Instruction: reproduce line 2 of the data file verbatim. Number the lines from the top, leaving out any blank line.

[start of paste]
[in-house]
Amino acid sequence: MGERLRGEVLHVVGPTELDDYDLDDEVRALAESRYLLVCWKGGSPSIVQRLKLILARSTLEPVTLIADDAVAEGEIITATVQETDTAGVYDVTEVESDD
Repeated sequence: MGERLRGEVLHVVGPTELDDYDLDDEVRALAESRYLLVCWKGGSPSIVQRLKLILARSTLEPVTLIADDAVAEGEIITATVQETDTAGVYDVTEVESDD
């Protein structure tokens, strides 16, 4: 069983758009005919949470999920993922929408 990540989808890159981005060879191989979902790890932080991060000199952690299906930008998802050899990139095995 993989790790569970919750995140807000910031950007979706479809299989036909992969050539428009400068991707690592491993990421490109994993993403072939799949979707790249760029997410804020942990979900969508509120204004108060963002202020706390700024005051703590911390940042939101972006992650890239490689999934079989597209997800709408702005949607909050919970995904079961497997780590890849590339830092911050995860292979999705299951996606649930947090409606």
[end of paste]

Amino acid sequence: MGERLRGEVLHVVGPTELDDYDLDDEVRALAESRYLLVCWKGGSPSIVQRLKLILARSTLEPVTLIADDAVAEGEIITATVQETDTAGVYDVTEVESDD